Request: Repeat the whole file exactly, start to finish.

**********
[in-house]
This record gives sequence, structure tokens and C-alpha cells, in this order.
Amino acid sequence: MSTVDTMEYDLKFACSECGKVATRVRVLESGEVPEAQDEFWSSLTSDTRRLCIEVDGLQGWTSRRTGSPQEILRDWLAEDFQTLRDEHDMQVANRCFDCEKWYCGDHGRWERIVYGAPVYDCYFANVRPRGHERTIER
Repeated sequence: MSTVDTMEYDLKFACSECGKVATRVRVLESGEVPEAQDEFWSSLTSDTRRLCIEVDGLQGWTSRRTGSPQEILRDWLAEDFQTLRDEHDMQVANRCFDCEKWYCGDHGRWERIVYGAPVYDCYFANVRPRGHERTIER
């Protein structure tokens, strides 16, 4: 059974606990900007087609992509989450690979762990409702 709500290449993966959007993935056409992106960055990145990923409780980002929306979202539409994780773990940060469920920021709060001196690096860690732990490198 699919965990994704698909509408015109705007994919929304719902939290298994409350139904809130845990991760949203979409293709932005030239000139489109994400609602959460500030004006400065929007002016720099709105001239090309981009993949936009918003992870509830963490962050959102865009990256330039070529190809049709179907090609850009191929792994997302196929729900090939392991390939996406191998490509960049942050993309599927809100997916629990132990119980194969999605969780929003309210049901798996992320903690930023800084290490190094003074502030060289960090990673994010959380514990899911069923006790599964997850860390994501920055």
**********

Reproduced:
[in-house]
This record gives sequence, structure tokens and C-alpha cells, in this order.
Amino acid sequence: MSTVDTMEYDLKFACSECGKVATRVRVLESGEVPEAQDEFWSSLTSDTRRLCIEVDGLQGWTSRRTGSPQEILRDWLAEDFQTLRDEHDMQVANRCFDCEKWYCGDHGRWERIVYGAPVYDCYFANVRPRGHERTIER
Repeated sequence: MSTVDTMEYDLKFACSECGKVATRVRVLESGEVPEAQDEFWSSLTSDTRRLCIEVDGLQGWTSRRTGSPQEILRDWLAEDFQTLRDEHDMQVANRCFDCEKWYCGDHGRWERIVYGAPVYDCYFANVRPRGHERTIER
């Protein structure tokens, strides 16, 4: 059974606990900007087609992509989450690979762990409702 709500290449993966959007993935056409992106960055990145990923409780980002929306979202539409994780773990940060469920920021709060001196690096860690732990490198 699919965990994704698909509408015109705007994919929304719902939290298994409350139904809130845990991760949203979409293709932005030239000139489109994400609602959460500030004006400065929007002016720099709105001239090309981009993949936009918003992870509830963490962050959102865009990256330039070529190809049709179907090609850009191929792994997302196929729900090939392991390939996406191998490509960049942050993309599927809100997916629990132990119980194969999605969780929003309210049901798996992320903690930023800084290490190094003074502030060289960090990673994010959380514990899911069923006790599964997850860390994501920055």